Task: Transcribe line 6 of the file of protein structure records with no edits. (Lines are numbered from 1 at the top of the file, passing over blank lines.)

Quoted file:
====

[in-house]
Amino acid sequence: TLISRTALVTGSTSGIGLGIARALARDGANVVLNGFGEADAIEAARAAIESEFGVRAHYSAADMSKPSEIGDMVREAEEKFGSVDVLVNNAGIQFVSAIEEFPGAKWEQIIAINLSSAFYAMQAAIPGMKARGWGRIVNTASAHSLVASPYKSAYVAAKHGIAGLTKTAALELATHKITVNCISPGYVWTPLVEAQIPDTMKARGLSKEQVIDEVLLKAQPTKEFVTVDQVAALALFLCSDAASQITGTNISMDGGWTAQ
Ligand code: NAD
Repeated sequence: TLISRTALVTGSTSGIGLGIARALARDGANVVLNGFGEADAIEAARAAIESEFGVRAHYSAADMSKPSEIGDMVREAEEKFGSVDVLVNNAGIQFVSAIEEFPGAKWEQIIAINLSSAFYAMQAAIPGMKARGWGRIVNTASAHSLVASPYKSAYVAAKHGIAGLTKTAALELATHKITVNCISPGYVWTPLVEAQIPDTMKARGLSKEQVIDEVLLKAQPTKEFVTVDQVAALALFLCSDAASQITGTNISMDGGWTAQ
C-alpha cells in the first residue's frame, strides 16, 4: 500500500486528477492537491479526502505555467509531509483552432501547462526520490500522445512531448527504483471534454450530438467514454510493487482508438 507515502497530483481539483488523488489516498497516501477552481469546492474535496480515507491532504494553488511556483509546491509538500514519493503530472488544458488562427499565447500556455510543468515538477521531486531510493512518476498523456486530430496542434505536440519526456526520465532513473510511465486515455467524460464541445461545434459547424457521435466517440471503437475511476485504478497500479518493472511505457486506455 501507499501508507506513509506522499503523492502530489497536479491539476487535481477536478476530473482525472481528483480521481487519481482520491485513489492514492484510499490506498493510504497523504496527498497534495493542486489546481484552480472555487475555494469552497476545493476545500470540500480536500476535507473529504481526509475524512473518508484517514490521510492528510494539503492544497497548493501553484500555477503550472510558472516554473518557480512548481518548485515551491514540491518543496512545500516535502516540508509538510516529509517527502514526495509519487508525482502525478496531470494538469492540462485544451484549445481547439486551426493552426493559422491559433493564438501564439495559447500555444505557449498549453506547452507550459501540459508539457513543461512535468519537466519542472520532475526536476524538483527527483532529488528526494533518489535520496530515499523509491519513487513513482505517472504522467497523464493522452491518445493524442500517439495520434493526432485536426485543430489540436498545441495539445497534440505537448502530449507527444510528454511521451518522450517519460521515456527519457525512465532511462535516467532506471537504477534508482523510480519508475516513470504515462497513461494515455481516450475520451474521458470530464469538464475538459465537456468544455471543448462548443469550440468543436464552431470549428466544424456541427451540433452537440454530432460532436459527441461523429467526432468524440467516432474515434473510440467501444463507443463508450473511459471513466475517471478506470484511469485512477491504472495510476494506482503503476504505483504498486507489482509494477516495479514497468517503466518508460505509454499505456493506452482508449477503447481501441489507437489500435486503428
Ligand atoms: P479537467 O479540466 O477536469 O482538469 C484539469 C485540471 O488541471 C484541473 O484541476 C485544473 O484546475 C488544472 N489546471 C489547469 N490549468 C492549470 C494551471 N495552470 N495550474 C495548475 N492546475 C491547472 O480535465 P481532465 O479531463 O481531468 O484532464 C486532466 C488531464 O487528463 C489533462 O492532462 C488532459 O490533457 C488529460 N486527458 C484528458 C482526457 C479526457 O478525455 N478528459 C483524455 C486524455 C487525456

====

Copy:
Ligand atoms: P479537467 O479540466 O477536469 O482538469 C484539469 C485540471 O488541471 C484541473 O484541476 C485544473 O484546475 C488544472 N489546471 C489547469 N490549468 C492549470 C494551471 N495552470 N495550474 C495548475 N492546475 C491547472 O480535465 P481532465 O479531463 O481531468 O484532464 C486532466 C488531464 O487528463 C489533462 O492532462 C488532459 O490533457 C488529460 N486527458 C484528458 C482526457 C479526457 O478525455 N478528459 C483524455 C486524455 C487525456